Credit balance transfer for fraudulant reasons?

UPDATED: Sep 30, 2022

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Credit balance transfer for fraudulant reasons?

Hi there,
I rergrettably and erroneously allowed my dad to open 2 credit cards in my name. He has maxed them out and has since stopped paying them and spitefully won’t any longer. Is there a way I could either 1. Get these balances transfered over to him possibly for fraud? or 2. Have the debt forgiven somehow?

Your answer is appreciated,

Asked on September 29, 2016 under Bankruptcy Law, Texas


SJZ, Member, New York Bar / FreeAdvice Contributing Attorney

Answered 6 years ago | Contributor

No, the debt will NOT be foregiven: the credit card company will not care that your father took advantage of you--that is between you and him.
You can't get the balances transferred to him.
What you can do is sue your father for the money for one (or more) of the following reasons:
1) Breach of contract: if there was an agreement, even if an oral (unwritten) one as to how much he could spend or whether he needed your approval for charges and he violated that agreement.
2) Fraud, if he lied to you about what he would do with the cards, to get you to open them up for him.
3) Unjust enrichment, if he is keeping the benefit of having used the card (e.g. bought or paid for goods or services) without paying you for them.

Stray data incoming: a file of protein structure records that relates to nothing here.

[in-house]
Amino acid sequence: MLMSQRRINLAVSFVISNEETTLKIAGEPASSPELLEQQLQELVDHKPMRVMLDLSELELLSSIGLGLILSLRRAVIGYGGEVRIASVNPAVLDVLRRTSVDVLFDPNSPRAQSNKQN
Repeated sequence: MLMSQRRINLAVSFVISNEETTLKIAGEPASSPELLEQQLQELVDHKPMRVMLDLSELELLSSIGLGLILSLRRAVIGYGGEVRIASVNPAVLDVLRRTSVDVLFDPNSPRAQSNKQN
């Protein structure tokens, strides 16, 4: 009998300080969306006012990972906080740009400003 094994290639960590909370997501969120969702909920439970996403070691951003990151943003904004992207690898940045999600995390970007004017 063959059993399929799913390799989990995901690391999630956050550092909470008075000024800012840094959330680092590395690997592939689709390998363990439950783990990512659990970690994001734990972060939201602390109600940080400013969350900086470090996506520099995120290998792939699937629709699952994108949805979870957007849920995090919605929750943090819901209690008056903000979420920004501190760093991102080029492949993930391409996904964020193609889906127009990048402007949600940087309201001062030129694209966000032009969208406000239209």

IMPORTANT NOTICE: The Answer(s) provided above are for general information only. The attorney providing the answer was not serving as the attorney for the person submitting the question or in any attorney-client relationship with such person. Laws may vary from state to state, and sometimes change. Tiny variations in the facts, or a fact not set forth in a question, often can change a legal outcome or an attorney's conclusion. Although has verified the attorney was admitted to practice law in at least one jurisdiction, he or she may not be authorized to practice law in the jurisdiction referred to in the question, nor is he or she necessarily experienced in the area of the law involved. Unlike the information in the Answer(s) above, upon which you should NOT rely, for personal advice you can rely upon we suggest you retain an attorney to represent you.

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